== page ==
When targeting the outside receivers the Jets trust the post concept most often. They throw the ball to the backside receiver often working against quarters coverage in 3×1 and 2×1 concepts. They aren’t a double move team so far in 2017.

Overall, expect the Jets to use a heavy dose of their zone schemes, and if the Browns continue to stuff the box like we’ve seen, the Jets will deploy the play action often. Covering Austin Seferian-Jenkins will be a top priority this week for the Browns. Expect more 1 on 1 outside coverage by Jamar Taylor, Jason McCourty, and Briean Boddy-Calhoun as the Browns will dare McCown to beat them with Kearse and Robby Anderson.

Jets Defense

The Jets defense is a mixed bag of results. They started the year poorly (45-20 loss to Raiders, and 21-12 to Buffalo)  playing a ton of zone coverage, but since then they have started to become more aggressive and attack the LOS. They have started using different fronts and shifting where we see Jamal Adams – their dynamic rookie safety.

The different alignments from Adams has caused opponents headaches. Watch Adams hold the edge here.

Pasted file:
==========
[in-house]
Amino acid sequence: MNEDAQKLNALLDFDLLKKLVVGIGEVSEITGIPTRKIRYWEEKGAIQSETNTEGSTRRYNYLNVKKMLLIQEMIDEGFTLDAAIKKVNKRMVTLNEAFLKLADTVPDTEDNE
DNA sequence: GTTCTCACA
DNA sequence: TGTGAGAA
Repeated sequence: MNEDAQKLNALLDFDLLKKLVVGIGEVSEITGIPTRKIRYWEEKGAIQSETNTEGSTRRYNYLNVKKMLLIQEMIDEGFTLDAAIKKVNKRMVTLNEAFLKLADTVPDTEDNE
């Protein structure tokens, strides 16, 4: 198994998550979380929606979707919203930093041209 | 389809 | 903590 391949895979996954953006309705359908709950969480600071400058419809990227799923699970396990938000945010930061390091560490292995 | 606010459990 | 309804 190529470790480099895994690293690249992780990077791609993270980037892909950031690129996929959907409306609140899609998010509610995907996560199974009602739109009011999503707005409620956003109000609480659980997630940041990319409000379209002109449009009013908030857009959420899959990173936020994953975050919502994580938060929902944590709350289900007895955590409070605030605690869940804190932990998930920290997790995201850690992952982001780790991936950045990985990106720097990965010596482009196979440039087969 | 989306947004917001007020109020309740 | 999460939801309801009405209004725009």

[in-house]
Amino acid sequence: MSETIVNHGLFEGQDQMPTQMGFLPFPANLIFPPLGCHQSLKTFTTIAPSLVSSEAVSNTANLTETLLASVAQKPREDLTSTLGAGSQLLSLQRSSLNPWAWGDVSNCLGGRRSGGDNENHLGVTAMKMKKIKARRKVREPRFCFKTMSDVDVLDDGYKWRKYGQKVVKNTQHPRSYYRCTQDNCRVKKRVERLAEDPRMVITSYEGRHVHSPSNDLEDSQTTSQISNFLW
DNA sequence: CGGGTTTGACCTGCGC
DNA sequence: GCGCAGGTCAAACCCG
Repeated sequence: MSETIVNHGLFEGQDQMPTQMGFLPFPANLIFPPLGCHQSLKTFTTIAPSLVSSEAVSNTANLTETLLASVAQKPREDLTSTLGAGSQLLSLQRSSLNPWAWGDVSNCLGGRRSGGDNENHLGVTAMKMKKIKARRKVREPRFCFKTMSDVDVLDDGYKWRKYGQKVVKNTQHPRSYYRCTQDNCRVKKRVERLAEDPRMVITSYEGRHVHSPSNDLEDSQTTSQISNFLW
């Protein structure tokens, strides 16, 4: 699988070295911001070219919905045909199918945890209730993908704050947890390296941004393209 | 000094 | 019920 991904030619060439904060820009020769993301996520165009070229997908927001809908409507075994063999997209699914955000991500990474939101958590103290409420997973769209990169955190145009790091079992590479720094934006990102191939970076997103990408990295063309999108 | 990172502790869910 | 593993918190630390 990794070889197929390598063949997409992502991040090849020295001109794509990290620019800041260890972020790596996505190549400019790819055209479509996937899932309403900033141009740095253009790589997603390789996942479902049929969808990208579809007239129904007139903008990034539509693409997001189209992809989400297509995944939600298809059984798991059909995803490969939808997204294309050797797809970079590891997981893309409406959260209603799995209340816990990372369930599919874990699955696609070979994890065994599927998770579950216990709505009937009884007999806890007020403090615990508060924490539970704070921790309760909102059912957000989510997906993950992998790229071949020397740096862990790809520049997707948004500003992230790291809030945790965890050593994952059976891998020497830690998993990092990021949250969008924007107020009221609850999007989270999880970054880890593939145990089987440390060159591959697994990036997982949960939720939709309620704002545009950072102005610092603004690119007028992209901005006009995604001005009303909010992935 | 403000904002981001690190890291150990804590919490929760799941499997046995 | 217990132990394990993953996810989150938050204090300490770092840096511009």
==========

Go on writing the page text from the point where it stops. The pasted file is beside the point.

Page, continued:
The front four is anchored by Leonard Williams and Muhammad Wilkerson, and the linebacker core of Demario Davis is playing adequate football – Davis ranks second in the league in tackles, and is making the Davis for Calvin Pryor trade the Browns front office green lit in the off-season look even worse now than it did then. The issue with the Jets, and why they’re 29th in rush defense, is that Muhammed Wilkerson isn’t playing up to par, and Darron Lee has been really bad while in the interior this year. Lee has a 32.5 grade this year from PFF and is best served in or around the slot and Wilkerson just looks like something is completely off, as his effort has been really poor. The Browns have to attack both of these weak links.